Characteristics – My first female hero is Lisbeth Salander suffered a traumatic childhood leaves her highly introverted and asocial. She has difficulty connecting to people and making friends. She is particularly hostile to men who abuse women, and takes special pleasure in exposing and punishing them. She is also a computer hacking genius and uses her talents to uncover and bring down scandalous people.
Why this character is on the list – Lisbeth Salander is a powerful hero because of the adversity she has overcome. She is much more realistic than some of the YA heroines that have gained much more popularity. Her character is well written (in the books by Larsson, anyway) and engaging.
4. Jake Brigance
Books in which this character is featured – A Time to Kill and Sycamore Row by John Grisham
Characteristics – Jake Brigance is a man of principles. He is a small town attorney in the southern United States that takes on an African-American client in a no-win situation and prevails. Throughout his work on the case, his life, home and family are threatened.
Why this character is on the list – Grisham revisits this character in Sycamore Row. It takes place several years after the events in A Time to Kill and realistically portrays life after the big case. It’s not all smooth sailing for Brigance. He is in poor financial straits and is still facing backlash for defending a black man in the deep south. This kind of character development is intriguing and makes me appreciate the author’s work.
3. Bill Hodges
Books in which this character is featured – Mr. Mercedes, Finders Keepers and End of Watch by Stephen King
Characteristics – Bill Hodges is a stereotype that has been used in entertainment many times. He’s the retired police detective with that one case that was never solved. He obsesses over it and it has contributed to the decline of his quality of life. There is a twist, however. Hodges is being taunted by the perpetrator in the case and, instead of doing himself in, as is the intent of the taunting, he becomes reinvigorated and sets out to bring him to justice. In the process, his health improves, he falls in love and forges a new career as a private investigator.
Why this character is on the list – In this trilogy, King was masterful in taking a central stories and weaving three unique stories around it tying the saga together in the third book. While doing this, he takes the Hodges character through a unique arc and also develops the characters around him bringing the story to an exciting climax. King is not known for detective novels, but he certainly mastered the genre in this trilogy.
2. Alex Delaware
Books in which this character is featured – 32 novels by Jonathan Kellerman.
Characteristics – This character first appeared in 1985 and has persevered as an interesting protagonist. Delaware is a child psychologist who frequently works on homicide cases with his friend and longtime collaborator Milo Sturgis. He gives the investigations the psychological angle, but occasionally has to get his hands dirty as well. There is an element of humor in his personality and he is also a musician that drives a vintage Cadillac.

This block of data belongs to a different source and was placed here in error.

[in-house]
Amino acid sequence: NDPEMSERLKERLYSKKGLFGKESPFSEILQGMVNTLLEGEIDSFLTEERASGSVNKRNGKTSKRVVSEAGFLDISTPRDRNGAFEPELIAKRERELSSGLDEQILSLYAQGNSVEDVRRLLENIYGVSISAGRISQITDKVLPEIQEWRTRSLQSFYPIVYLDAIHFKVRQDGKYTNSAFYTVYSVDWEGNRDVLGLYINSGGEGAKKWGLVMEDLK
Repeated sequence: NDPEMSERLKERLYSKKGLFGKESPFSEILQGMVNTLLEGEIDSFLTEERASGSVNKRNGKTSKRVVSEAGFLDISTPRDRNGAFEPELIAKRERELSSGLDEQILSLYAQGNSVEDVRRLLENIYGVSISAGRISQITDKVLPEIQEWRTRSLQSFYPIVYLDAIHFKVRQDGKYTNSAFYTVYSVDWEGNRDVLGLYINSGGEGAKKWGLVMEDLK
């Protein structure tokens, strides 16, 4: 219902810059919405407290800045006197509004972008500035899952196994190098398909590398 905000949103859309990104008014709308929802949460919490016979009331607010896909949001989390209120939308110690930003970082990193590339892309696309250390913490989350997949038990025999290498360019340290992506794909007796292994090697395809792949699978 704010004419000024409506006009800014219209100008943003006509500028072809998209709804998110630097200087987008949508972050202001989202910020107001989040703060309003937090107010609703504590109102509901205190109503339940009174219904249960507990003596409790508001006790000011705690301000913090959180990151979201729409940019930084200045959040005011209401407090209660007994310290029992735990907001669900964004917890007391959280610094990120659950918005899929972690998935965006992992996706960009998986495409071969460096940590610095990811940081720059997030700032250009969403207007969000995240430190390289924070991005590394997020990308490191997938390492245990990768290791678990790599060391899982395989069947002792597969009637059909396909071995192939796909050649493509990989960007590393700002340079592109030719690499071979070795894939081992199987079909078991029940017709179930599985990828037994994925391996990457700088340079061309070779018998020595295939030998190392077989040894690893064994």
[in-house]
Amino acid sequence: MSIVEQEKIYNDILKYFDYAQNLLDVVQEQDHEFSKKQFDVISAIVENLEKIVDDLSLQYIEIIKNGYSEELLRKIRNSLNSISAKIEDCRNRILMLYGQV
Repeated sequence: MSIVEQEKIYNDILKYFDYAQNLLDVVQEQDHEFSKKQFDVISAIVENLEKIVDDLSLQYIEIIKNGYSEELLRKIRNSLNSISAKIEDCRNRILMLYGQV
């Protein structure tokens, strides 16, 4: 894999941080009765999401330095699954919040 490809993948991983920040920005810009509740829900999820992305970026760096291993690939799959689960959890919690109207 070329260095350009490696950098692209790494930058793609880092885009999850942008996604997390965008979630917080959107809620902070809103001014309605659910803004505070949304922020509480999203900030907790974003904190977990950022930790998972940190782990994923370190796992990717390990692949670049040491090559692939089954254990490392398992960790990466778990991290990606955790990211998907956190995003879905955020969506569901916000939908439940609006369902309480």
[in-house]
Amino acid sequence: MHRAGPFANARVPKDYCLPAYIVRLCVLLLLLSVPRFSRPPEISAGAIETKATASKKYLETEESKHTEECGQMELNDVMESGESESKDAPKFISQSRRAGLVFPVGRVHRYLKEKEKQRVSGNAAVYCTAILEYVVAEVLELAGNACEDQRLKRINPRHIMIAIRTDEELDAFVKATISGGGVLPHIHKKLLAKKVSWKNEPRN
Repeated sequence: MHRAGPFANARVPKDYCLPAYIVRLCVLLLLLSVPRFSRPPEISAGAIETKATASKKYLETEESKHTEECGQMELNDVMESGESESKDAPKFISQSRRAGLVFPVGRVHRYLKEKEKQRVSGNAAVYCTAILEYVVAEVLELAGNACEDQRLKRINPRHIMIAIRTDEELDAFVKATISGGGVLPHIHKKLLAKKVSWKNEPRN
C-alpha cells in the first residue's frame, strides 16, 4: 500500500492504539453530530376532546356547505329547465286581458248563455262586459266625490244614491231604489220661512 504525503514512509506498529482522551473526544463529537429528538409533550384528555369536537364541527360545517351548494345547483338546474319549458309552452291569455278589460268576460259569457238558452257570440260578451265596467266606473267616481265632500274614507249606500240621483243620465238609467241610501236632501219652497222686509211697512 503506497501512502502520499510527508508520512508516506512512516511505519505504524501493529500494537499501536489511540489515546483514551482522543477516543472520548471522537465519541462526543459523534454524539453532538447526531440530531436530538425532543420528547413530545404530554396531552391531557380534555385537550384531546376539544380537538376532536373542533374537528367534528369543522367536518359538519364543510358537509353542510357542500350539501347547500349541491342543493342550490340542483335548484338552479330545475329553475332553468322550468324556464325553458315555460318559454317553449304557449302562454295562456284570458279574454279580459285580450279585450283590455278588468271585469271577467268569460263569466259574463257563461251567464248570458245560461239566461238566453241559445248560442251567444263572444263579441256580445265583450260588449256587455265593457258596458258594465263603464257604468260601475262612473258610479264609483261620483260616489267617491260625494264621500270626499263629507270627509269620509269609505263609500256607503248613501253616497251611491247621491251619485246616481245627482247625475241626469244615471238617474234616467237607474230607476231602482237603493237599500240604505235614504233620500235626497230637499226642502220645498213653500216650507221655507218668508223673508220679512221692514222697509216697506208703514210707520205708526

Why this character is on the list – It’s difficult to sustain a character over three decades and over 30+ books. Kellerman has done this well. What strikes me the most is the slow, realistic evolution of the characters over time. Delaware has matured and learned from his mistakes. He has been in, out and back in his long-term relationship. There are also constants that are like a favorite old sweater to the loyal reader. I admire the level of the writing craft in this series.
1. Atticus Finch
Books in which this character is featured – To Kill a Mockingbird and Go Set a Watchman
Characteristics – Much like Jake Brigance in John Grisham’s books, attorney Atticus Finch has the task of defending a black man in the deep south. He faces some adversity, but the real depth of this character is his role as a single father to his children. His virtuous nature is somewhat tarnished in the questionable second book as some of the real motivation of his actions is revealed. Finch’s character is revealed through the eyes of his seven-year-old daughter, Scout and is done in the no-filter way a child would talk about a parent, warts and all.
Why this character is on the list – To Kill a Mockingbird is my favorite book. I was compelled to read it as a teenager, picked it up again in my 30s and then re-read it once more in my 50s in anticipation of Go Set a Watchman. Each time I got something different from the book. When I read it in my 50s, my own daughter was seven. As Scout talked about her ‘old’ father and his inability to play with her like other fathers that were younger, it resonated with me and made me wonder if this was how my daughter viewed me.
Thank you for indulging me as I revealed my literary heroes. I could have included others from books I’ve admired like Katniss Everdeen, Harry Potter, Mitch Rapp, Travis McGee and others, but I wanted to limit the list to 10.
Who are your literary heroes? It would be fun to see others create a post like this one.